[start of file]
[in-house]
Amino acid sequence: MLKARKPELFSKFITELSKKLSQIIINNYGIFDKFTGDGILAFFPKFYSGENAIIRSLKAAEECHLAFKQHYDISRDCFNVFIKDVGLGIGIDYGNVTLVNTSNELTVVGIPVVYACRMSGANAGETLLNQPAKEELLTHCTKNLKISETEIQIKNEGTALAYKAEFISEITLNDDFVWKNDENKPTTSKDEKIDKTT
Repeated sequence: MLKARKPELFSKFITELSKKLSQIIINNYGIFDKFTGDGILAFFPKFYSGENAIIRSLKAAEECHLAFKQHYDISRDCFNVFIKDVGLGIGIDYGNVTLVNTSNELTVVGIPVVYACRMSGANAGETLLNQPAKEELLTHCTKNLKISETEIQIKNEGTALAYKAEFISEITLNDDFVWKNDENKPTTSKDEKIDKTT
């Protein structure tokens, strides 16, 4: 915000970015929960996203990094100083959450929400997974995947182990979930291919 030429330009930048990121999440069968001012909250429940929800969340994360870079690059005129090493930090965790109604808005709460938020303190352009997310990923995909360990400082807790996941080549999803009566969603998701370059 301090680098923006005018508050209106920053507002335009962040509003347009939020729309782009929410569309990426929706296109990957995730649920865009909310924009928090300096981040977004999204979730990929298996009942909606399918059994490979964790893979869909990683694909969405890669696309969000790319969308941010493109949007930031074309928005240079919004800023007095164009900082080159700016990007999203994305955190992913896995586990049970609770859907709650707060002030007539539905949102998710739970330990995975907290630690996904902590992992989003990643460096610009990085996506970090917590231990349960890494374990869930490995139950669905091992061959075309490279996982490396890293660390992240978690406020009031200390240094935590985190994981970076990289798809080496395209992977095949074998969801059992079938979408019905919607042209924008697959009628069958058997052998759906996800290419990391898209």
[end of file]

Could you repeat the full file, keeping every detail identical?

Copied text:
[in-house]
Amino acid sequence: MLKARKPELFSKFITELSKKLSQIIINNYGIFDKFTGDGILAFFPKFYSGENAIIRSLKAAEECHLAFKQHYDISRDCFNVFIKDVGLGIGIDYGNVTLVNTSNELTVVGIPVVYACRMSGANAGETLLNQPAKEELLTHCTKNLKISETEIQIKNEGTALAYKAEFISEITLNDDFVWKNDENKPTTSKDEKIDKTT
Repeated sequence: MLKARKPELFSKFITELSKKLSQIIINNYGIFDKFTGDGILAFFPKFYSGENAIIRSLKAAEECHLAFKQHYDISRDCFNVFIKDVGLGIGIDYGNVTLVNTSNELTVVGIPVVYACRMSGANAGETLLNQPAKEELLTHCTKNLKISETEIQIKNEGTALAYKAEFISEITLNDDFVWKNDENKPTTSKDEKIDKTT
């Protein structure tokens, strides 16, 4: 915000970015929960996203990094100083959450929400997974995947182990979930291919 030429330009930048990121999440069968001012909250429940929800969340994360870079690059005129090493930090965790109604808005709460938020303190352009997310990923995909360990400082807790996941080549999803009566969603998701370059 301090680098923006005018508050209106920053507002335009962040509003347009939020729309782009929410569309990426929706296109990957995730649920865009909310924009928090300096981040977004999204979730990929298996009942909606399918059994490979964790893979869909990683694909969405890669696309969000790319969308941010493109949007930031074309928005240079919004800023007095164009900082080159700016990007999203994305955190992913896995586990049970609770859907709650707060002030007539539905949102998710739970330990995975907290630690996904902590992992989003990643460096610009990085996506970090917590231990349960890494374990869930490995139950669905091992061959075309490279996982490396890293660390992240978690406020009031200390240094935590985190994981970076990289798809080496395209992977095949074998969801059992079938979408019905919607042209924008697959009628069958058997052998759906996800290419990391898209």